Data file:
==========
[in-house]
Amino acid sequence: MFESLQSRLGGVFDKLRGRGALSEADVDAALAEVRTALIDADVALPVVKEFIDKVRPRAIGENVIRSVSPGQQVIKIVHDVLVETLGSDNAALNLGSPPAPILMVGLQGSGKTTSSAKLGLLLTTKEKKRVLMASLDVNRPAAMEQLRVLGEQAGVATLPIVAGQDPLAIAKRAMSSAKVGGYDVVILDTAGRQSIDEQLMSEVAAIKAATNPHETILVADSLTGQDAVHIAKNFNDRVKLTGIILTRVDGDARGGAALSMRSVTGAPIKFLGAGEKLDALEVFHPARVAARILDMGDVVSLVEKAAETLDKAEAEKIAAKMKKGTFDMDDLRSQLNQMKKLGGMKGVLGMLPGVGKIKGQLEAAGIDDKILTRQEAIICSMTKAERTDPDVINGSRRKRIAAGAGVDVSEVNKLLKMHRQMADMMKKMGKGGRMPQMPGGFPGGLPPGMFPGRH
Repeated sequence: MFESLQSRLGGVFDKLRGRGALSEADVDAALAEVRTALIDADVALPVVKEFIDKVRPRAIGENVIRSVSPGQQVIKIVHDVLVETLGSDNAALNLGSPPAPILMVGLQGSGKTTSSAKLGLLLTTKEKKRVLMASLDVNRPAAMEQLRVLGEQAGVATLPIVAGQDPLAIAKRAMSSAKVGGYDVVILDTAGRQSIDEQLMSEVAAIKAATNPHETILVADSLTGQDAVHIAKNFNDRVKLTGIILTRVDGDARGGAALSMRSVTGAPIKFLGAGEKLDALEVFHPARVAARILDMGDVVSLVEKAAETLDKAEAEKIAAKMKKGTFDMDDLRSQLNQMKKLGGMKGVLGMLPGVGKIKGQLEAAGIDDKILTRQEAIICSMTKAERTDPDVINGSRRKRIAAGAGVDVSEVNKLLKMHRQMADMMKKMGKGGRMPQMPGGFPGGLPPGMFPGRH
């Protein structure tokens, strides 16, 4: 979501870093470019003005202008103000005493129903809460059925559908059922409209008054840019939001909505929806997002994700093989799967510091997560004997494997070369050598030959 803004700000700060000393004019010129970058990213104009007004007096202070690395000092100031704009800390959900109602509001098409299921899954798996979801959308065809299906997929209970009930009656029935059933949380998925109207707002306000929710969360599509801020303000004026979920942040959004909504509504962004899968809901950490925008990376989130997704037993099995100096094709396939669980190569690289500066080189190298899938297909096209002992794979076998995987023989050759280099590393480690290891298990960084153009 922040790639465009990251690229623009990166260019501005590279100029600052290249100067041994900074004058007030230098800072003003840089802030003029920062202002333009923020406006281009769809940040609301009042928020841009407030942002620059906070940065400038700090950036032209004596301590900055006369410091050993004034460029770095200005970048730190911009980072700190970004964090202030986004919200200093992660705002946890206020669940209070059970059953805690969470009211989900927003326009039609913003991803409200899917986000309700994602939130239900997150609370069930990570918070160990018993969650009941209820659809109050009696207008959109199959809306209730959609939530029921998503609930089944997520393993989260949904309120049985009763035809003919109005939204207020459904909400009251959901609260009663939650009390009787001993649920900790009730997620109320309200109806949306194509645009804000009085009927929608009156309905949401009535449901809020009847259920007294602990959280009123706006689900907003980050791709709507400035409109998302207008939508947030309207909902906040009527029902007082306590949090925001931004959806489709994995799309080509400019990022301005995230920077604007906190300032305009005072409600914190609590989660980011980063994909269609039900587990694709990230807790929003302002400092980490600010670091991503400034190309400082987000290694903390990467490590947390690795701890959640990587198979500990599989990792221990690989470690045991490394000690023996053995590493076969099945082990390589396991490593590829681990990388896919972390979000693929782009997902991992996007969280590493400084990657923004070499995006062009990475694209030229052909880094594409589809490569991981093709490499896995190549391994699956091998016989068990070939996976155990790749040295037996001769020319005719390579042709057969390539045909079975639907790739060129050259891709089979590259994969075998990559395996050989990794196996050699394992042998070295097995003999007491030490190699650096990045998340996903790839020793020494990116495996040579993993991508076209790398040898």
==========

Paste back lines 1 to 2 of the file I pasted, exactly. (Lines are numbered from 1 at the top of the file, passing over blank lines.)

[in-house]
Amino acid sequence: MFESLQSRLGGVFDKLRGRGALSEADVDAALAEVRTALIDADVALPVVKEFIDKVRPRAIGENVIRSVSPGQQVIKIVHDVLVETLGSDNAALNLGSPPAPILMVGLQGSGKTTSSAKLGLLLTTKEKKRVLMASLDVNRPAAMEQLRVLGEQAGVATLPIVAGQDPLAIAKRAMSSAKVGGYDVVILDTAGRQSIDEQLMSEVAAIKAATNPHETILVADSLTGQDAVHIAKNFNDRVKLTGIILTRVDGDARGGAALSMRSVTGAPIKFLGAGEKLDALEVFHPARVAARILDMGDVVSLVEKAAETLDKAEAEKIAAKMKKGTFDMDDLRSQLNQMKKLGGMKGVLGMLPGVGKIKGQLEAAGIDDKILTRQEAIICSMTKAERTDPDVINGSRRKRIAAGAGVDVSEVNKLLKMHRQMADMMKKMGKGGRMPQMPGGFPGGLPPGMFPGRH